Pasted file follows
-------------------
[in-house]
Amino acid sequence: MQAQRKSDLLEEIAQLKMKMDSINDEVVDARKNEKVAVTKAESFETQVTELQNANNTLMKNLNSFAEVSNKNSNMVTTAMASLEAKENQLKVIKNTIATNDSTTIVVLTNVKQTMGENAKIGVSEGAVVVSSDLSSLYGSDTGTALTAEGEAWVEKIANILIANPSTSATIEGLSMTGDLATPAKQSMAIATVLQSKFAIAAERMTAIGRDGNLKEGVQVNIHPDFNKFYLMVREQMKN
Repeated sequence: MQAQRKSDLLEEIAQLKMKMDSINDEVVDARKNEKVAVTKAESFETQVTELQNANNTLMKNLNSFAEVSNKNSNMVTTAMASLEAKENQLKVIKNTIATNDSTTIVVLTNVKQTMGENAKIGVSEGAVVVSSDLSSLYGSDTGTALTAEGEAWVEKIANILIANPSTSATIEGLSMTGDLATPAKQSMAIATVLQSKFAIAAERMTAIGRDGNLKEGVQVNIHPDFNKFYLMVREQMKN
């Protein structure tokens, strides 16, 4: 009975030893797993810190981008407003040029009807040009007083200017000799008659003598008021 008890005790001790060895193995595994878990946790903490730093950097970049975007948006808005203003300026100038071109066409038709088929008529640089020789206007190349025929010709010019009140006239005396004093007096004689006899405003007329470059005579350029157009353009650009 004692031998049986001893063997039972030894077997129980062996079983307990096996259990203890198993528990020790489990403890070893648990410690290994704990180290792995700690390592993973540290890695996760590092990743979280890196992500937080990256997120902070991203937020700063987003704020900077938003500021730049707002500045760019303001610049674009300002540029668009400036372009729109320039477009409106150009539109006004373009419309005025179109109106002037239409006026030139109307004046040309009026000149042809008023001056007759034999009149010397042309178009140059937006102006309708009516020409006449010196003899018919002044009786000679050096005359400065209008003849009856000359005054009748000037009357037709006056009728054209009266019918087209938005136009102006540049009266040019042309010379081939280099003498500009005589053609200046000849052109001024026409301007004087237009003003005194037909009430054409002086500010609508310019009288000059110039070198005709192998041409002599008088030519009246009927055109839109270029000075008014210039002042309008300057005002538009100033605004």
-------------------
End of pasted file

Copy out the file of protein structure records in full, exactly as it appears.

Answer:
[in-house]
Amino acid sequence: MQAQRKSDLLEEIAQLKMKMDSINDEVVDARKNEKVAVTKAESFETQVTELQNANNTLMKNLNSFAEVSNKNSNMVTTAMASLEAKENQLKVIKNTIATNDSTTIVVLTNVKQTMGENAKIGVSEGAVVVSSDLSSLYGSDTGTALTAEGEAWVEKIANILIANPSTSATIEGLSMTGDLATPAKQSMAIATVLQSKFAIAAERMTAIGRDGNLKEGVQVNIHPDFNKFYLMVREQMKN
Repeated sequence: MQAQRKSDLLEEIAQLKMKMDSINDEVVDARKNEKVAVTKAESFETQVTELQNANNTLMKNLNSFAEVSNKNSNMVTTAMASLEAKENQLKVIKNTIATNDSTTIVVLTNVKQTMGENAKIGVSEGAVVVSSDLSSLYGSDTGTALTAEGEAWVEKIANILIANPSTSATIEGLSMTGDLATPAKQSMAIATVLQSKFAIAAERMTAIGRDGNLKEGVQVNIHPDFNKFYLMVREQMKN
């Protein structure tokens, strides 16, 4: 009975030893797993810190981008407003040029009807040009007083200017000799008659003598008021 008890005790001790060895193995595994878990946790903490730093950097970049975007948006808005203003300026100038071109066409038709088929008529640089020789206007190349025929010709010019009140006239005396004093007096004689006899405003007329470059005579350029157009353009650009 004692031998049986001893063997039972030894077997129980062996079983307990096996259990203890198993528990020790489990403890070893648990410690290994704990180290792995700690390592993973540290890695996760590092990743979280890196992500937080990256997120902070991203937020700063987003704020900077938003500021730049707002500045760019303001610049674009300002540029668009400036372009729109320039477009409106150009539109006004373009419309005025179109109106002037239409006026030139109307004046040309009026000149042809008023001056007759034999009149010397042309178009140059937006102006309708009516020409006449010196003899018919002044009786000679050096005359400065209008003849009856000359005054009748000037009357037709006056009728054209009266019918087209938005136009102006540049009266040019042309010379081939280099003498500009005589053609200046000849052109001024026409301007004087237009003003005194037909009430054409002086500010609508310019009288000059110039070198005709192998041409002599008088030519009246009927055109839109270029000075008014210039002042309008300057005002538009100033605004």